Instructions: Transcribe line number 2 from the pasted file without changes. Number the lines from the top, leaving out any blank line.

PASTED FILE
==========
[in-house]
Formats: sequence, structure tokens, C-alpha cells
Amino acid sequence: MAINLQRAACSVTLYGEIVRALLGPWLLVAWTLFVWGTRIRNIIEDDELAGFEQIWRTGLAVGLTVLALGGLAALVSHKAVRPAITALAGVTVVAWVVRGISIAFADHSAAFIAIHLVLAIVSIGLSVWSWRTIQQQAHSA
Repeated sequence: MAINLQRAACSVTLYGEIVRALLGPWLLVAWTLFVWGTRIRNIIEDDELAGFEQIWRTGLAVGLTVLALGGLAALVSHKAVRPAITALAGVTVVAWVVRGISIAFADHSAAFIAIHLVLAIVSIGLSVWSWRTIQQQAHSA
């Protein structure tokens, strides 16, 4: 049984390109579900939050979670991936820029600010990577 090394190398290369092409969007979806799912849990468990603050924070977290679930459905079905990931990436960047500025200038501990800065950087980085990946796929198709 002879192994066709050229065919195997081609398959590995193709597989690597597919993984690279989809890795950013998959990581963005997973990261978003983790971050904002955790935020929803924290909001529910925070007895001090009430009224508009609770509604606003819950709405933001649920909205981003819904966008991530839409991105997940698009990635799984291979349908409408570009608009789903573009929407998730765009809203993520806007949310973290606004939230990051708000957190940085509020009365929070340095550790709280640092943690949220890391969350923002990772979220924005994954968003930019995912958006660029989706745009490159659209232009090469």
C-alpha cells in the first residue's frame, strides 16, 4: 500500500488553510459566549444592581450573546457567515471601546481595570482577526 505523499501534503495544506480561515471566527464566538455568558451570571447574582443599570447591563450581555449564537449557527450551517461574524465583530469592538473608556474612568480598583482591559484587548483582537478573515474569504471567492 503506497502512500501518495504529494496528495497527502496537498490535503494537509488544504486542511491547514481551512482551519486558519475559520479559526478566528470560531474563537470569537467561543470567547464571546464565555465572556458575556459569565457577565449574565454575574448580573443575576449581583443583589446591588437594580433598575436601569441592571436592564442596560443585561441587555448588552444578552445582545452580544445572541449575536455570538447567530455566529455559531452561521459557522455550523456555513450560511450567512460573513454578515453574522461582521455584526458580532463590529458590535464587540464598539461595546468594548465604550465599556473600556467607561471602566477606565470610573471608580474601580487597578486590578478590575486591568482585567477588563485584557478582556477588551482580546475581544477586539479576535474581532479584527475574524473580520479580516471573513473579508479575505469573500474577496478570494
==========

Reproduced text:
Formats: sequence, structure tokens, C-alpha cells